Policy Interdependence in Development Assistance – Zakat, Security, Stability, and Economic Prosperity

The image of today’s Gulf monarchies is one of glittering skyscrapers, air-conditioned shopping malls, globe-spanning airlines, a Mars mission, and rentier systems that provide citizens with their basic needs for a good quality of life – so it is hardly surprising that they are also in a position to spend huge sums on development assistance. It is easy to forget that, in the experiences of the stakeholders and of Gulf citizens, their own countries were still “underdeveloped” in the 1970s. In 1979, in a special issue on “Arab aid” of Saudi Aramco World, the company magazine of oil company Saudi Aramco, a representative of the Abu Dhabi Fund is quoted as saying: “You have to have been here 10 years ago to know how we feel. […] Then, we did not have any streets, any schools, any kind of infrastructure at all. People walked around barefooted. Life was very poor. All this is still very fresh in our minds, so we feel it is our duty to help other people now that we are in a position to do so.” This awareness of their own past, combined with the religiously motivated emphasis on charity, mercy, and generosity (the obligation for Muslims to donate 2.5 per cent of their personal wealth to the poor, known as zakat), has also created a culture of helping others in the Gulf: “A desire to help the less fortunate and be generous with wealth is […] embedded in the cultural consciousness of the region. Shared religious and cultural affinity may partially explain the observation that Gulf aid tends to be concentrated in the immediate region, with a demonstrable preference of Arab and Muslim countries.”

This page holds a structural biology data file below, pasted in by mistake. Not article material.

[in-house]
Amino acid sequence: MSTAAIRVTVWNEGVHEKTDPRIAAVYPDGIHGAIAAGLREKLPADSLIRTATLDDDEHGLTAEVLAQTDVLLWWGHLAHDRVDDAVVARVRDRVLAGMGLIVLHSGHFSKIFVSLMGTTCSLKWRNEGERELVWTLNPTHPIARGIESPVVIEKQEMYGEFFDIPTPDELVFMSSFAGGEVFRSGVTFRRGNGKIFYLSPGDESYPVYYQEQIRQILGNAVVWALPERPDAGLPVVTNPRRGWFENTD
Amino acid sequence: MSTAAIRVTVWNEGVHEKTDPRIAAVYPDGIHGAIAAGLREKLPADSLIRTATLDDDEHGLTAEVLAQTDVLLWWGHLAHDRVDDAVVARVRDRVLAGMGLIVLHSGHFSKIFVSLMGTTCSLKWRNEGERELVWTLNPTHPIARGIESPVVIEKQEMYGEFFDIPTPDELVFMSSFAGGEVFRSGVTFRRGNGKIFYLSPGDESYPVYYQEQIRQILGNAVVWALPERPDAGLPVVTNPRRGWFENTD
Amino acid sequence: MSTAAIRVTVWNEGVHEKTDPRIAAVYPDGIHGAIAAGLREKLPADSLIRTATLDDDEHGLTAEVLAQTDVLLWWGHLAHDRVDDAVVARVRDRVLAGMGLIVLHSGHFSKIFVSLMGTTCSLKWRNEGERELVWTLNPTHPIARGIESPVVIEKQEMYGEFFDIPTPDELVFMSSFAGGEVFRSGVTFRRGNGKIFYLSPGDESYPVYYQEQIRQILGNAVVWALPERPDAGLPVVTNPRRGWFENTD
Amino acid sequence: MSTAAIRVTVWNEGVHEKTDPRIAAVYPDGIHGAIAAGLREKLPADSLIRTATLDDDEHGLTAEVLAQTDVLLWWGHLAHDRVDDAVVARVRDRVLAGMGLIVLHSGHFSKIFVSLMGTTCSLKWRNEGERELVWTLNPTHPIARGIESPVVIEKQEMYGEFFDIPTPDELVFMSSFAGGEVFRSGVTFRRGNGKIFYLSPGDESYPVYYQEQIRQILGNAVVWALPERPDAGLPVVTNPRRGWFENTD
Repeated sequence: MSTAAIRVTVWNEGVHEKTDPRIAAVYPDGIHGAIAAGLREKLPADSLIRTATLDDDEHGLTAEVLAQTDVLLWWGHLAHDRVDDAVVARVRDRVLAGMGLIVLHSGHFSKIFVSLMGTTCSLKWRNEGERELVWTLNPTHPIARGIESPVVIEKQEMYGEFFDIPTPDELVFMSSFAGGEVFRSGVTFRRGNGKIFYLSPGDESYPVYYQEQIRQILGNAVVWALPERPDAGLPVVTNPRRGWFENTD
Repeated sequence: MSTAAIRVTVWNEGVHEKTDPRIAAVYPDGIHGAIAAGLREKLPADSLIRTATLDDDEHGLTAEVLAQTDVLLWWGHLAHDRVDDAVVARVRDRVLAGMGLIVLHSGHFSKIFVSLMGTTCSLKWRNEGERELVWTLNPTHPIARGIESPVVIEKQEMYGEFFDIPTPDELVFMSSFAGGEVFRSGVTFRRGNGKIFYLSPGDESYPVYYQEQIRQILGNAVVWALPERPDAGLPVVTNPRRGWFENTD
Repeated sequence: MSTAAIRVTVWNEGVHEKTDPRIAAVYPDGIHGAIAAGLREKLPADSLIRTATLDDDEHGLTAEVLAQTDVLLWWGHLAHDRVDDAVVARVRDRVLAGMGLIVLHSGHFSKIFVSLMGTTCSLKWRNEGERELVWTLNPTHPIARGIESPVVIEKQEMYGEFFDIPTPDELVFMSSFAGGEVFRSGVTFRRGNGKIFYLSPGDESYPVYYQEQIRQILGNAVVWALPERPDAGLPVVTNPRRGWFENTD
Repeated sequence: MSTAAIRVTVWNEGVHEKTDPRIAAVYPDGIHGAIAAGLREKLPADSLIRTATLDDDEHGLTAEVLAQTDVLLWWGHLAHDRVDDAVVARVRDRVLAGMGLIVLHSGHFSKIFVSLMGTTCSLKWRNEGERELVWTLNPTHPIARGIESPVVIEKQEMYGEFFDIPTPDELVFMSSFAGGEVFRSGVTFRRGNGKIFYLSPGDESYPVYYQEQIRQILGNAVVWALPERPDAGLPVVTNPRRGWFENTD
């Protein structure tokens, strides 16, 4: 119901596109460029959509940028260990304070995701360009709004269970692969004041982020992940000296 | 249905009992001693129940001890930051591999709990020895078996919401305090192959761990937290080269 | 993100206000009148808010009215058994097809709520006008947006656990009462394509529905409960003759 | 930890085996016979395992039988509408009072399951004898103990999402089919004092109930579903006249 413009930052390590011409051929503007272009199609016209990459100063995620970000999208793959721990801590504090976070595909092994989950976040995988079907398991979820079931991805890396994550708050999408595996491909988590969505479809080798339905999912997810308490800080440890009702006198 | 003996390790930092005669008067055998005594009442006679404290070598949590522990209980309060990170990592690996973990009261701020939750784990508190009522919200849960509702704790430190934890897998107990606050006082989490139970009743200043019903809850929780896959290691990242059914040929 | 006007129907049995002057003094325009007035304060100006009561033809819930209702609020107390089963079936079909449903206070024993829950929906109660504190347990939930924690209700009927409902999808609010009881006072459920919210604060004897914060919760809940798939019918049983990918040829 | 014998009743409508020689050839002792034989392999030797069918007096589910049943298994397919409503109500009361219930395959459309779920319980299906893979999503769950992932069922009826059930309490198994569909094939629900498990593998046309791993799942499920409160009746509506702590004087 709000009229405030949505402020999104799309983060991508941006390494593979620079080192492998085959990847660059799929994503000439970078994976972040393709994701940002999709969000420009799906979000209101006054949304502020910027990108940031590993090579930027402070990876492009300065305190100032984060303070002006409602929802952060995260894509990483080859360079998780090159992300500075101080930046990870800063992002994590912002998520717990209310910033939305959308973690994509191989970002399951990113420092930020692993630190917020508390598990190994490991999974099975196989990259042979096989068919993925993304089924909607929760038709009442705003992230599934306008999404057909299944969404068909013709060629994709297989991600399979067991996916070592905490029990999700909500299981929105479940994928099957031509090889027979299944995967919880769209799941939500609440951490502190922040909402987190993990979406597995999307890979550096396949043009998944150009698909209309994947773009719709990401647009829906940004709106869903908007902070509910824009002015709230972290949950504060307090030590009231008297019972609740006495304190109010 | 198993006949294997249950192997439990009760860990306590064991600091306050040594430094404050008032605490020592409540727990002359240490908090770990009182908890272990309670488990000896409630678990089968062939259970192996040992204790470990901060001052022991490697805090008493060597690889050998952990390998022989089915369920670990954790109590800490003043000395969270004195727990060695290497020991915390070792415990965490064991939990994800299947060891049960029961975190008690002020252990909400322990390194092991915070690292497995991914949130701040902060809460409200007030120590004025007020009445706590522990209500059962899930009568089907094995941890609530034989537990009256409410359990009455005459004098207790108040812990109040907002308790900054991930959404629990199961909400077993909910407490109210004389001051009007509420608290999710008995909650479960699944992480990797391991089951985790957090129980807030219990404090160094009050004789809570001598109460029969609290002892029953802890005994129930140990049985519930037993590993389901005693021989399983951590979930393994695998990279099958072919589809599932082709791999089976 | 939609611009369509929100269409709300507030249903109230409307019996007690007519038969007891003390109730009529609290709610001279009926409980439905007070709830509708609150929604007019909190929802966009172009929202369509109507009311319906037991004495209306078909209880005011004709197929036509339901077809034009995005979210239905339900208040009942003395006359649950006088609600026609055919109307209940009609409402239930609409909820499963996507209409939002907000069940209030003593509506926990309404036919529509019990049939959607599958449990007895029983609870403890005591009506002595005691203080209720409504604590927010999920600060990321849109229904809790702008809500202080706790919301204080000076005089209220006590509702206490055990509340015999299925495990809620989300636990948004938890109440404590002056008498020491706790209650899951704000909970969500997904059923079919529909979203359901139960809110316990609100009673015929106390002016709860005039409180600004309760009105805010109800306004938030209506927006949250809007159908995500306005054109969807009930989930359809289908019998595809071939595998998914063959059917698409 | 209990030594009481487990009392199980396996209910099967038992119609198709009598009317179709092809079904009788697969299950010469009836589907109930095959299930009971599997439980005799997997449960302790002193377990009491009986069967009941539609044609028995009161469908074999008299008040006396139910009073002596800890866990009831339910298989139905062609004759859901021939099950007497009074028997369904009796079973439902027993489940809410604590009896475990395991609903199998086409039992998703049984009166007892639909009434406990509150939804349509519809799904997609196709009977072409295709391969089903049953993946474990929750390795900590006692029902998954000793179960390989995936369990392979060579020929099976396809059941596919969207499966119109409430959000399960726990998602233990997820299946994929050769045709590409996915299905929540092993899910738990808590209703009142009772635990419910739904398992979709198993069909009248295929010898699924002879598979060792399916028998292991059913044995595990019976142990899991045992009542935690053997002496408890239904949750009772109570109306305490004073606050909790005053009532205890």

The development policy of the Gulf states has a particular focus on the neighbouring region, Arab and Muslim states.